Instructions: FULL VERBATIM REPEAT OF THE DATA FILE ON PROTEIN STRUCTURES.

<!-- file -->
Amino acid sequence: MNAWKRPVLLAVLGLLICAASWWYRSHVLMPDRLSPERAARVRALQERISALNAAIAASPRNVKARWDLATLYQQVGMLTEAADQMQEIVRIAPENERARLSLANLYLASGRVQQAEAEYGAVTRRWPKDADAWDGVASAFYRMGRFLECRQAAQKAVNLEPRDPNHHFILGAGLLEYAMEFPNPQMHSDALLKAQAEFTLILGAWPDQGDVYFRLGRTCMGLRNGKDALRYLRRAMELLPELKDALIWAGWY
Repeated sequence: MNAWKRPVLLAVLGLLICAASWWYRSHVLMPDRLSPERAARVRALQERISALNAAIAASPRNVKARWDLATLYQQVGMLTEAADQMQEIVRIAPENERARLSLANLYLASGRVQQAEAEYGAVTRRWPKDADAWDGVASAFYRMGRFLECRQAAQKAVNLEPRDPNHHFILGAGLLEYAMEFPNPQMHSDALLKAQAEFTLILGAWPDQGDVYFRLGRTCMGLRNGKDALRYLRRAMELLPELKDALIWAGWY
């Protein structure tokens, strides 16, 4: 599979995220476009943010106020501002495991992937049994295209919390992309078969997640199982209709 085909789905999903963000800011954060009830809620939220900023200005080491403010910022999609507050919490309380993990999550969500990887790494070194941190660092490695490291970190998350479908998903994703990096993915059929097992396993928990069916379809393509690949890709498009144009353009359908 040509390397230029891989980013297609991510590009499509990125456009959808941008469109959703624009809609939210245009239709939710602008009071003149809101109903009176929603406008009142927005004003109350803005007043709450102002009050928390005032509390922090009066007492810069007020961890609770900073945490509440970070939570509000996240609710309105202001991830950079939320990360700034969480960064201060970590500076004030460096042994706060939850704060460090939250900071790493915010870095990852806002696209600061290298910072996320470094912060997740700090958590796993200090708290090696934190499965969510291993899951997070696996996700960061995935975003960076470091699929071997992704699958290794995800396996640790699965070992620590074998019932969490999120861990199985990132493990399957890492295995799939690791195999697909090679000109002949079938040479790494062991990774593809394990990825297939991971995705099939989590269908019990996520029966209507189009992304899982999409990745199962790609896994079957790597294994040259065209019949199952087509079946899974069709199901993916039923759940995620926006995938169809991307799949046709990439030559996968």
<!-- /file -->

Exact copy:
Amino acid sequence: MNAWKRPVLLAVLGLLICAASWWYRSHVLMPDRLSPERAARVRALQERISALNAAIAASPRNVKARWDLATLYQQVGMLTEAADQMQEIVRIAPENERARLSLANLYLASGRVQQAEAEYGAVTRRWPKDADAWDGVASAFYRMGRFLECRQAAQKAVNLEPRDPNHHFILGAGLLEYAMEFPNPQMHSDALLKAQAEFTLILGAWPDQGDVYFRLGRTCMGLRNGKDALRYLRRAMELLPELKDALIWAGWY
Repeated sequence: MNAWKRPVLLAVLGLLICAASWWYRSHVLMPDRLSPERAARVRALQERISALNAAIAASPRNVKARWDLATLYQQVGMLTEAADQMQEIVRIAPENERARLSLANLYLASGRVQQAEAEYGAVTRRWPKDADAWDGVASAFYRMGRFLECRQAAQKAVNLEPRDPNHHFILGAGLLEYAMEFPNPQMHSDALLKAQAEFTLILGAWPDQGDVYFRLGRTCMGLRNGKDALRYLRRAMELLPELKDALIWAGWY
């Protein structure tokens, strides 16, 4: 599979995220476009943010106020501002495991992937049994295209919390992309078969997640199982209709 085909789905999903963000800011954060009830809620939220900023200005080491403010910022999609507050919490309380993990999550969500990887790494070194941190660092490695490291970190998350479908998903994703990096993915059929097992396993928990069916379809393509690949890709498009144009353009359908 040509390397230029891989980013297609991510590009499509990125456009959808941008469109959703624009809609939210245009239709939710602008009071003149809101109903009176929603406008009142927005004003109350803005007043709450102002009050928390005032509390922090009066007492810069007020961890609770900073945490509440970070939570509000996240609710309105202001991830950079939320990360700034969480960064201060970590500076004030460096042994706060939850704060460090939250900071790493915010870095990852806002696209600061290298910072996320470094912060997740700090958590796993200090708290090696934190499965969510291993899951997070696996996700960061995935975003960076470091699929071997992704699958290794995800396996640790699965070992620590074998019932969490999120861990199985990132493990399957890492295995799939690791195999697909090679000109002949079938040479790494062991990774593809394990990825297939991971995705099939989590269908019990996520029966209507189009992304899982999409990745199962790609896994079957790597294994040259065209019949199952087509079946899974069709199901993916039923759940995620926006995938169809991307799949046709990439030559996968």